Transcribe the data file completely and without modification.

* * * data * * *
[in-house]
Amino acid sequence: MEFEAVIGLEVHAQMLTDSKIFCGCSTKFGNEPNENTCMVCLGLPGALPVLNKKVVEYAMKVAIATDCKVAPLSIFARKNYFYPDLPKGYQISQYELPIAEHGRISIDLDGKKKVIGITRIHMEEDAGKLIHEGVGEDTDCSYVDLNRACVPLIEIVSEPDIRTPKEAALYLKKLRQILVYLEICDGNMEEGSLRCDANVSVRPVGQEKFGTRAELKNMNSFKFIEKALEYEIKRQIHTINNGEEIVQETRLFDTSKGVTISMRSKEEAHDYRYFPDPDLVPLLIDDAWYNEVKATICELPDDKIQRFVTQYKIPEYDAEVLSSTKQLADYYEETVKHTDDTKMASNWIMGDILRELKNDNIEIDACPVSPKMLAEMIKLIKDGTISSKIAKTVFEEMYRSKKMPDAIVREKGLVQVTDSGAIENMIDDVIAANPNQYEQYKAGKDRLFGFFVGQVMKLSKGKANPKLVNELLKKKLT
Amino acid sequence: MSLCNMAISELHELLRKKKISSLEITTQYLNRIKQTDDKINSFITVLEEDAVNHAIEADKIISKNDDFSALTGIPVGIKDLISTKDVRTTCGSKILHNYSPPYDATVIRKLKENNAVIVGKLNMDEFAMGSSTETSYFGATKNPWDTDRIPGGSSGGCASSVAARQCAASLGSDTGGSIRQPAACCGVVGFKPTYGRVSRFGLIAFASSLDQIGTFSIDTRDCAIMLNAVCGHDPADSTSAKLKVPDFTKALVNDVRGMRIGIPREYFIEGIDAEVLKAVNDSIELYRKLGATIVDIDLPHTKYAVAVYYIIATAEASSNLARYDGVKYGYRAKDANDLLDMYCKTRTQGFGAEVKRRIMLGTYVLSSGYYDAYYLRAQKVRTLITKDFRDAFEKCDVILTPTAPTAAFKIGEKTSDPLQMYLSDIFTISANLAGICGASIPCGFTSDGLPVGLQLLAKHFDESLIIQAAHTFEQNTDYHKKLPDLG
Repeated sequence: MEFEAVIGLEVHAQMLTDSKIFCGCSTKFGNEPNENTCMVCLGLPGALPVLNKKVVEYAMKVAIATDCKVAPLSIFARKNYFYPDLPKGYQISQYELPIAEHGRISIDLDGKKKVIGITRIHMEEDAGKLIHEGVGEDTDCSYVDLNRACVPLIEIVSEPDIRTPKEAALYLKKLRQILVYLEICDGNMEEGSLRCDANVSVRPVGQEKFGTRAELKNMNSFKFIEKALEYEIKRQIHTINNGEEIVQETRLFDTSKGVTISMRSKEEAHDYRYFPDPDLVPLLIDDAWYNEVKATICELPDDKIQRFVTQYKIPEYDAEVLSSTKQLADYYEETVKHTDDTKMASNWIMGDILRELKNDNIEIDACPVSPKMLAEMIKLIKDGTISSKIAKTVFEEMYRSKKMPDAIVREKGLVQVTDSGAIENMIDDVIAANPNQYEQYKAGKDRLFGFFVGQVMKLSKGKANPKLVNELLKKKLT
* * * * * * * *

[in-house]
Amino acid sequence: MEFEAVIGLEVHAQMLTDSKIFCGCSTKFGNEPNENTCMVCLGLPGALPVLNKKVVEYAMKVAIATDCKVAPLSIFARKNYFYPDLPKGYQISQYELPIAEHGRISIDLDGKKKVIGITRIHMEEDAGKLIHEGVGEDTDCSYVDLNRACVPLIEIVSEPDIRTPKEAALYLKKLRQILVYLEICDGNMEEGSLRCDANVSVRPVGQEKFGTRAELKNMNSFKFIEKALEYEIKRQIHTINNGEEIVQETRLFDTSKGVTISMRSKEEAHDYRYFPDPDLVPLLIDDAWYNEVKATICELPDDKIQRFVTQYKIPEYDAEVLSSTKQLADYYEETVKHTDDTKMASNWIMGDILRELKNDNIEIDACPVSPKMLAEMIKLIKDGTISSKIAKTVFEEMYRSKKMPDAIVREKGLVQVTDSGAIENMIDDVIAANPNQYEQYKAGKDRLFGFFVGQVMKLSKGKANPKLVNELLKKKLT
Amino acid sequence: MSLCNMAISELHELLRKKKISSLEITTQYLNRIKQTDDKINSFITVLEEDAVNHAIEADKIISKNDDFSALTGIPVGIKDLISTKDVRTTCGSKILHNYSPPYDATVIRKLKENNAVIVGKLNMDEFAMGSSTETSYFGATKNPWDTDRIPGGSSGGCASSVAARQCAASLGSDTGGSIRQPAACCGVVGFKPTYGRVSRFGLIAFASSLDQIGTFSIDTRDCAIMLNAVCGHDPADSTSAKLKVPDFTKALVNDVRGMRIGIPREYFIEGIDAEVLKAVNDSIELYRKLGATIVDIDLPHTKYAVAVYYIIATAEASSNLARYDGVKYGYRAKDANDLLDMYCKTRTQGFGAEVKRRIMLGTYVLSSGYYDAYYLRAQKVRTLITKDFRDAFEKCDVILTPTAPTAAFKIGEKTSDPLQMYLSDIFTISANLAGICGASIPCGFTSDGLPVGLQLLAKHFDESLIIQAAHTFEQNTDYHKKLPDLG
Repeated sequence: MEFEAVIGLEVHAQMLTDSKIFCGCSTKFGNEPNENTCMVCLGLPGALPVLNKKVVEYAMKVAIATDCKVAPLSIFARKNYFYPDLPKGYQISQYELPIAEHGRISIDLDGKKKVIGITRIHMEEDAGKLIHEGVGEDTDCSYVDLNRACVPLIEIVSEPDIRTPKEAALYLKKLRQILVYLEICDGNMEEGSLRCDANVSVRPVGQEKFGTRAELKNMNSFKFIEKALEYEIKRQIHTINNGEEIVQETRLFDTSKGVTISMRSKEEAHDYRYFPDPDLVPLLIDDAWYNEVKATICELPDDKIQRFVTQYKIPEYDAEVLSSTKQLADYYEETVKHTDDTKMASNWIMGDILRELKNDNIEIDACPVSPKMLAEMIKLIKDGTISSKIAKTVFEEMYRSKKMPDAIVREKGLVQVTDSGAIENMIDDVIAANPNQYEQYKAGKDRLFGFFVGQVMKLSKGKANPKLVNELLKKKLT